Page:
Effects of Ocean Acidification on Juvenile Arctic Pteropods
Comeau, S., Alliouane, S. and Gattuso, J.-P. 2012. Effects of ocean acidification on overwintering juvenile Arctic pteropods Limacina helicina. Marine Ecology Progress Series 456: 279-284.
In doing so the three researchers found that pH did not impact the mortality of the pteropods; but they note that the degree of linear extension of their shells decreased as pH declined. Nevertheless, they discovered that the pteropods were able to extend their shells at an aragonite saturation state as low as 0.6, which led them to speculate that "the presence of a thin periostracal layer covering the calcareous surface, as shown on the Antarctic pteropod Limacina helicina antarctica (Sato-Okoshi et al., 2010), might, among other mechanisms, protect the shell from a corrosive environment."
Although much remains to be known about pteropod responses to a potential decline in seawater pH, it would appear that they already possess a certain degree of adaptability to low pH levels; and the results of many similar studies of other calcifying sea creatures suggest that, like them, pteropods may be able to evolve in their ability to successfully cope with declining seawater pH at a rate commensurate with realistic rates of ocean acidification, especially within the context of the acidification analysis of Tans (2009).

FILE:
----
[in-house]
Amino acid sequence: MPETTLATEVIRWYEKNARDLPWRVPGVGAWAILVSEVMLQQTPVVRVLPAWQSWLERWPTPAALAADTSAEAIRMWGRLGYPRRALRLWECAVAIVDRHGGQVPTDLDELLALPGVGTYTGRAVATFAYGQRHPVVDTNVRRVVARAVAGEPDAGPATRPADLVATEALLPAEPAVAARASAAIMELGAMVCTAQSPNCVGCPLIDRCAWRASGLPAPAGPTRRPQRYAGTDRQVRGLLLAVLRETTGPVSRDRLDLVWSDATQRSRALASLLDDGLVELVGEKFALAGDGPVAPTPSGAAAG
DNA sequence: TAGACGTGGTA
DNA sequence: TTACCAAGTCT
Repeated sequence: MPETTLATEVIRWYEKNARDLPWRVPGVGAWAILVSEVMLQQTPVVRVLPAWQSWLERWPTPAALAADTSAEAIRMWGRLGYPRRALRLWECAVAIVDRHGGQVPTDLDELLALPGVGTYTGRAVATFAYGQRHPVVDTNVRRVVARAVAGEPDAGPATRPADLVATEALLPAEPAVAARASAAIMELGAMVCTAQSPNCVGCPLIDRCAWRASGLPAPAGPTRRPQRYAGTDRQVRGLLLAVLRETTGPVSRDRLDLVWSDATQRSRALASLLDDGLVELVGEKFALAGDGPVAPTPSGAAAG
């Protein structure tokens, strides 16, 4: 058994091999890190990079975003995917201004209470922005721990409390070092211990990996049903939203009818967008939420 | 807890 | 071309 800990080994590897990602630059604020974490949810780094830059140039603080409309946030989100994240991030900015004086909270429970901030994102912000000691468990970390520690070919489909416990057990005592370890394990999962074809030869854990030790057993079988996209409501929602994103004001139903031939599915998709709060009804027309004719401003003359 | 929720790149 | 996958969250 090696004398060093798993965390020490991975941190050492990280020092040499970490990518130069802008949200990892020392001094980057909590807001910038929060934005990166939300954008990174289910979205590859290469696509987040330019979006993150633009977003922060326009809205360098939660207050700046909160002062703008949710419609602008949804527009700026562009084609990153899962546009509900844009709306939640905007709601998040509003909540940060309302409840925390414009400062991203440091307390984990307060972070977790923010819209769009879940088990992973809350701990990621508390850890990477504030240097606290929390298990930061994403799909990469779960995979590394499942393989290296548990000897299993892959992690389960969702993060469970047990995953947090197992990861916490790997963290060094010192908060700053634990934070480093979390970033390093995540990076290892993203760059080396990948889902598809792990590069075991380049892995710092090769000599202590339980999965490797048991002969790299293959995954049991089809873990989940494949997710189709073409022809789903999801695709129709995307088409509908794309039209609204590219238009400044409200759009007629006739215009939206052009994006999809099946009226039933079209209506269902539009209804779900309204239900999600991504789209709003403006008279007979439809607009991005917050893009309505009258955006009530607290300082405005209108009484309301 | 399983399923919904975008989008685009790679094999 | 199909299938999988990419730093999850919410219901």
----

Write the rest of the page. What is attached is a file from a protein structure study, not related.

Hunt, B., Pakhomov, E., Hosie, G., Siegel, V., Ward, P. and Bernard, K. 2008. Pteropods in Southern Ocean ecosystems. Progress in Oceanography 78: 193-221.
Sato-Okoshi, W., Okoshi, K., Sasaki, H. and Akiha, F. 2010. Shell structure characteristics of pelagic and benthic molluscs from Antarctic waters. Polar Science 4: 257-261.
Tans, P. 2009. An accounting of the observed increase in oceanic and atmospheric CO2 and an outlook for the future. Oceanography 22: 26-35.